2 parts memoir, 3 parts literary analysis, and 5 parts entertainment, Naben Ruthnum’s writes with precision, opening the door to introspection, making readers think twice about what they think about “curry”.
Food and literature are the defining elements of the way he sees himself in the Indian diaspora. He’s not wrong. For someone of ethnic origin we are part and parcel of the perception around that culture. For people of South-Asian origin, curry and spices are infused into our identity.
Naben Ruthnum describes how (unlike reading) eating was not something that as a child he had a choice in. Children just ate what the household provided; and that cuisine becomes the norm.
“The introduction of sour cream into a curry, by the way, wouldn’t be entertained in the home I grew up in. Yogourt, sure, but not sour cream.”
For Naben, it also became the baseline for what was acceptable as “authentic” when it came to certain types of curries. For him, other curries, especially in western restaurants, were diluted to some extent to cater to the palettes of white people.
“Mothers are an important and authentic part of the curry genre, both cooked and written: not only a source of accessible cross-cultural nostalgia, but a reminder that there are domestic, comforting aspects to exoticism.”
There is some absurdity (and reliability) to his reference of cooking and recipes as being incredibly personal. The exact ingredients aren’t clear to anyone except the cook he suggests, and sometimes not even to him or her. He uses his own mom as a reference, who seemed to painstakingly avoid writing out the recipe for use afterwards. Personally I can relate to this, both from my mom and my mom-in-law who are both undeniably the best cooks in the world, but who do ignore my persistent requests for their recipes.
“One of the conventions of diasporic food writing dictates that the writer’s identity and self discovery are implicitly linked to tracing-back of culinary roots, a finding-out of who he or she really is in the rich smell of a Keralan masala, finally nailed.
But seriously, why is it that curry is a defined as a marked characteristic for every brown person out there? That is the point of contention that the author has in "Curry". I totally support his strong views.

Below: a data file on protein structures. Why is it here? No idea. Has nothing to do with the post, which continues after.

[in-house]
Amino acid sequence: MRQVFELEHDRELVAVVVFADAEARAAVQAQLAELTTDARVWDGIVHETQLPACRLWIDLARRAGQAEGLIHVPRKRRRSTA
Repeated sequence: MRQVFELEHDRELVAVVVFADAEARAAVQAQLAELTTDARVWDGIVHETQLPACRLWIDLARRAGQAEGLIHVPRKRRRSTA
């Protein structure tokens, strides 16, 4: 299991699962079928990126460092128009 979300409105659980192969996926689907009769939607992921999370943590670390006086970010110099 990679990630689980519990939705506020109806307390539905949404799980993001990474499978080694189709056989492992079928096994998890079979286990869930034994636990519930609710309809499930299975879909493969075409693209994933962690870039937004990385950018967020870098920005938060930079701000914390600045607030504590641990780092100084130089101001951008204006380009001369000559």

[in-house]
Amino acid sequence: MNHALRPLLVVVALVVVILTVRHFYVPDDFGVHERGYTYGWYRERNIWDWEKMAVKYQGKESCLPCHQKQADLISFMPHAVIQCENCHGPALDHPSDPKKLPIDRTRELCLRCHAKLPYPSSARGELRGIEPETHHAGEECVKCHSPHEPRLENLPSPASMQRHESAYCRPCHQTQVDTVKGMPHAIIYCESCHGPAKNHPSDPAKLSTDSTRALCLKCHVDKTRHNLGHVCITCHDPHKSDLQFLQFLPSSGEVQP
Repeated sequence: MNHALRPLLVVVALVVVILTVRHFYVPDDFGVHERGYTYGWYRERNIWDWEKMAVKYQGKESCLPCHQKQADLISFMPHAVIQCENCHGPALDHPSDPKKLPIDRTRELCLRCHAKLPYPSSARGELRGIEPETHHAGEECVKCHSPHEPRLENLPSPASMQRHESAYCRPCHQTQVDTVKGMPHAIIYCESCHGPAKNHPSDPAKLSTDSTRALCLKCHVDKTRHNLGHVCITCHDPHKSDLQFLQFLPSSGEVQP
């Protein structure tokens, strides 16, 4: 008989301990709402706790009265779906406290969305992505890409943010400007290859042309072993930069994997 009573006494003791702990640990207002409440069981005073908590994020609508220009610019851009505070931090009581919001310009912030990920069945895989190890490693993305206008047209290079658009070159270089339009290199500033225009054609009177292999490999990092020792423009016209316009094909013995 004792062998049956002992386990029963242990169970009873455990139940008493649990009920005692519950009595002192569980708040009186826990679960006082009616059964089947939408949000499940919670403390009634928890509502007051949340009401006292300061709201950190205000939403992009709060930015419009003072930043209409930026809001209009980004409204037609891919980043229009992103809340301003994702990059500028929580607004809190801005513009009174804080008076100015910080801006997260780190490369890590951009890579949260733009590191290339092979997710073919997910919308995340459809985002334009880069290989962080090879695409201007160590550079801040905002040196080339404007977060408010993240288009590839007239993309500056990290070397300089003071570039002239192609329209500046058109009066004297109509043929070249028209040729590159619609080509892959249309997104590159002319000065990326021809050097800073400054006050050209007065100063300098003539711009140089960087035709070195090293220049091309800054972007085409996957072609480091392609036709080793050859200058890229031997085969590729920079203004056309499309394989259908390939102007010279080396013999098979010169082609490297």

“Like the English language, curry is a colonial endpoint: everything ended up in it, and it remains infinitely changeable, even its complex colonial roots become disguised as homeland authenticity.”
I enjoyed the slow essay of the history and cultural references of curry. Reading the book felt akin to making a pot of curry, slowly adding the ingredients one by one, stirring, simmering, lowering the heat, then repeating with another wonderful spice.
Making curry takes time, like a slow simmering of the meal, one which needs care in handling and preparing, one which takes patience to perfect, but the destination is worthy of the journey.
Naben Ruthnum refers to other writers who have written essays on this subject. From Australian chef Ragini Dey’s book Spice Kitchen to Meera Sodha’s 2015 Made in India: Recipes from and Indian Family Kitchen, these references just add to the understanding or misunderstanding of why curry is so widely debatable and complex. I also loved that he also shared his mom’s recipes, like Kay’s Madras Prawn Curry, although he goes through a lengthy inquiry and investigative purpose as to the accuracy of this recipe.
This seemingly unlikely yet truly likable book is the result of Ruthnum's style, which he described to the CBC "I'm not a big outliner or plotter. I write and just see where I am going."
Curry is published by Coach House Books.